How to Have an ARISE Model Intervention for an LSD Addict

How to Have an ARISE Model Intervention for an LSD Addict

During an ARISE model intervention, family members encourage the LSD addict to pursue recovery

An ARISE model intervention can help an LSD addict break through denial. It can help an individual realize that his or her drug use is problematic. Most intervention models focus solely on securing treatment for the addict. The ARISE model allows family members to work together to promote healing for everyone affected by the addiction. This type of intervention has three phases. During an ARISE model intervention, family members encourage the LSD addict to pursue recovery. They also work on their own emotional recovery. Focusing on the entire family unit offers the LSD user ongoing support before, during, and after treatment.

Phase One of the ARISE Model for Addiction Interventions

During the first phase of an ARISE model intervention, family members work closely with an ARISE intervention specialist to plan the intervention. This planning stage involves the entire family, addicted individual included. The Association of Intervention Specialists[1] explains, “The ARISE Intervention invites the addicted individual to join the process right from the beginning with no surprises, no secrets, no coercion, and absolute respect and love.” All family members are aware of the plans for the intervention. All are welcome to participate in the planning process. An intervention will not feel overwhelming or like a personal attack when the family includes the addicted individual in the planning process. As the family meets with their ARISE interventionist in preparation for the event, they learn the following:

  • How the LSD user suffers due to his addiction
  • What happens in LSD addiction treatment
  • Why LSD addiction treatment is crucial to recovery

According the ARISE intervention model, the family holds a series of meetings with their addicted loved one. Some LSD addicts choose to enter treatment after the first meeting, while others attend five or six meetings before they agree to participate in a treatment program. If the addict is resistant to treatment, the family holds one final meeting that is more confrontational than previous ones. Family members may choose to give the addict consequences for not entering treatment. The family often secures a spot in a treatment program prior to this meeting. If the LSD addict agrees to enter treatment, she or he can do so immediately.

Phase Two of the ARISE Model of Interventions

Addiction changes families. The Substance Abuse and Mental Health Services Administration[2] (SAMHSA) explains, “When one member of a family is affected by a behavioral health disorder such as mental illness or addiction, everyone is affected. As a result, family dynamics can change in unhealthy ways. Lies and secrets can build up in the family. Some family members may take on too much responsibility, other family members may act out, and some may just shut down.” Much like addiction itself, these addicted-based changes do not go away on their own. During phase two of an ARISE model intervention, the family moves forward with the healing process. This happens even if the addict is still resistant to treatment. Family members must cease all enabling behaviors. If they have established boundaries and consequences in response to continued use, they must maintain these. Family members can find support from their interventionist. Additional counseling sessions and participation in 12-step programs helps promote healing.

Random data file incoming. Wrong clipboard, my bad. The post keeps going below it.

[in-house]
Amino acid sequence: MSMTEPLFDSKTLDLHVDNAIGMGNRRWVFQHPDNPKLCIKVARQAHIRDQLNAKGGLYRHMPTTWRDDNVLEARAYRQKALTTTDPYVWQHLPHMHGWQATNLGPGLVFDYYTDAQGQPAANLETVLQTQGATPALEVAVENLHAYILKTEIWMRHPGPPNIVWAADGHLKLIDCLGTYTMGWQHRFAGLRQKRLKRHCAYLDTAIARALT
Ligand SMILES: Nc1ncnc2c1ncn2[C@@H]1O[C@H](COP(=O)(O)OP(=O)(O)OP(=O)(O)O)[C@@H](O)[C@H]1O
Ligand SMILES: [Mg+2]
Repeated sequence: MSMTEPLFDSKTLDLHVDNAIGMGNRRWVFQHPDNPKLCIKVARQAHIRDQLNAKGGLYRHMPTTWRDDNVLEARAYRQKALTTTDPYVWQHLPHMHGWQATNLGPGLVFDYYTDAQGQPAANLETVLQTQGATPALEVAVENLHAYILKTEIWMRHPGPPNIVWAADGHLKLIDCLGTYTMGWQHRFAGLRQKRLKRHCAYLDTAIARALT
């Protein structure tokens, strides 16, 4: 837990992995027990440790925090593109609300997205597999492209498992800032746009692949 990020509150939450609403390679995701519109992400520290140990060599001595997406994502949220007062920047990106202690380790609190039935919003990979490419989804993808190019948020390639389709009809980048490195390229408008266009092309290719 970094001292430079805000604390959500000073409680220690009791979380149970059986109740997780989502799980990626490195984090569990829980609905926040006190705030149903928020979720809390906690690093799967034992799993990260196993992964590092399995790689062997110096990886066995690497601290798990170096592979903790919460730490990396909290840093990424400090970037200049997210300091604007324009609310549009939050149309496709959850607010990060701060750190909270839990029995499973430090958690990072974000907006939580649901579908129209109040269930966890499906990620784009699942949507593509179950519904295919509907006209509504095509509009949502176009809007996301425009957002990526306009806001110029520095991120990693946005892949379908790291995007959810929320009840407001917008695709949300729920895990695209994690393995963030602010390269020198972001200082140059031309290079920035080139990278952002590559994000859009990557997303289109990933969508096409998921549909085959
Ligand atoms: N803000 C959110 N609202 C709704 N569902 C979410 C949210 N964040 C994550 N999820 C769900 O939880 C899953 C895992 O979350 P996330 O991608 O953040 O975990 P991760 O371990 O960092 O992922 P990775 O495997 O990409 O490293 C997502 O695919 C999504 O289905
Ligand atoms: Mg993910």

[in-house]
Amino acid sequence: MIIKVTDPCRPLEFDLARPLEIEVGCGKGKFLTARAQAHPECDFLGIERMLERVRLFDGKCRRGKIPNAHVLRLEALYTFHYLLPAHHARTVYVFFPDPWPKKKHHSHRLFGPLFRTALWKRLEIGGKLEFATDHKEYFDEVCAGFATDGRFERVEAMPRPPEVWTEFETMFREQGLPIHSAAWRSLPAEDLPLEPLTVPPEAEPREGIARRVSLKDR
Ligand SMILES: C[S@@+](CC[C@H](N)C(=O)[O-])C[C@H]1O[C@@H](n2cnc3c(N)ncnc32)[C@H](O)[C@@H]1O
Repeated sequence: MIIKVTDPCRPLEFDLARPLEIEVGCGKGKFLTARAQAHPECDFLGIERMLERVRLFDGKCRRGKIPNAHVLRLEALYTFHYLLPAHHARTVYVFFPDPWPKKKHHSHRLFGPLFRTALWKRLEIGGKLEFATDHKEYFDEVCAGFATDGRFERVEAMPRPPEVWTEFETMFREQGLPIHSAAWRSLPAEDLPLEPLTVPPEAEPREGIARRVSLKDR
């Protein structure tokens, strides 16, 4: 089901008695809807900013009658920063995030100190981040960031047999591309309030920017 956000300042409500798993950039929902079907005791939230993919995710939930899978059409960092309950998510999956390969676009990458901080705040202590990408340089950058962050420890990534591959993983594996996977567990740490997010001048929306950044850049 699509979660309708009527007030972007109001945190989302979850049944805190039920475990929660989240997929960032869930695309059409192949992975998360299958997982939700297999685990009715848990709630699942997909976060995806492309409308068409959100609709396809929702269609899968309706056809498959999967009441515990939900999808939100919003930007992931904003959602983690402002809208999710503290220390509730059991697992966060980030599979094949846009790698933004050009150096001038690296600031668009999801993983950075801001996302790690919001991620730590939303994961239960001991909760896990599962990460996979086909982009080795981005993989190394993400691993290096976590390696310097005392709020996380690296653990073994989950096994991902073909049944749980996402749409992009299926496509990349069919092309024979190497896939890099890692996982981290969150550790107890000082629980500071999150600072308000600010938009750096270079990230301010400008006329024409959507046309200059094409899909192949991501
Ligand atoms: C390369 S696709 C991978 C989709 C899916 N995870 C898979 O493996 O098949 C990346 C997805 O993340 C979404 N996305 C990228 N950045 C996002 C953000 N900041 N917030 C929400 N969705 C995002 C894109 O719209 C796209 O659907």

When a family member agrees to treatment, the family must still pursue healing as a whole. The family remains involved. They learn how to best support their loved one throughout the recovery process. They learn how to support themselves. SAMHSA continues, “Often a family remains stuck in unhealthy patterns even after the family member with the behavioral health disorder moves into recovery…Family therapy can help the family as a whole recover and heal. It can help all members of the family make specific, positive changes as the person in recovery changes. These changes can help all family members heal from the trauma of mental illness or addiction.” Through intervention family members provide encouragement and motivation. They support early recovery efforts. They find health for themselves and long-term healing for their loved one.

Phase Three of the Arise Model for Interventions

Recovery does not end when primary treatment ends. Phase three includes long-term involvement in recovery. Maintaining recovery requires daily dedication and a network of support. Treatment aftercare programs connect individuals to resources for long-term recovery. These may involve continued therapy and support group meetings. Individuals must practice the skills and use the tools they gained in treatment. Families can be essential sources of support when they have found support, treatment and education for themselves.

LSD Addiction Intervention and Treatment Resources

Don’t wait to take action. Begin the intervention journey today. Call our toll-free helpline to learn more about various intervention models. Feel free to ask any questions about addiction and treatment. Get connected to professionals and programs that can help. We are here 24 hours a day, so there is no wrong time to call.


[1]    http://www.associationofinterventionspecialists.org/arise-gains-more-ground/. “What Is Arise?” Association of Intervention Specialists. 29 Jan 2014. Web. 13 Aug 2016.

[2]    https://store.samhsa.gov/shin/content/SMA13-4784/SMA13-4784.pdf. “Family Therapy Can Help.” Substance Abuse and Mental Health Services Administration. 2013. Web. 13 Aug 2016.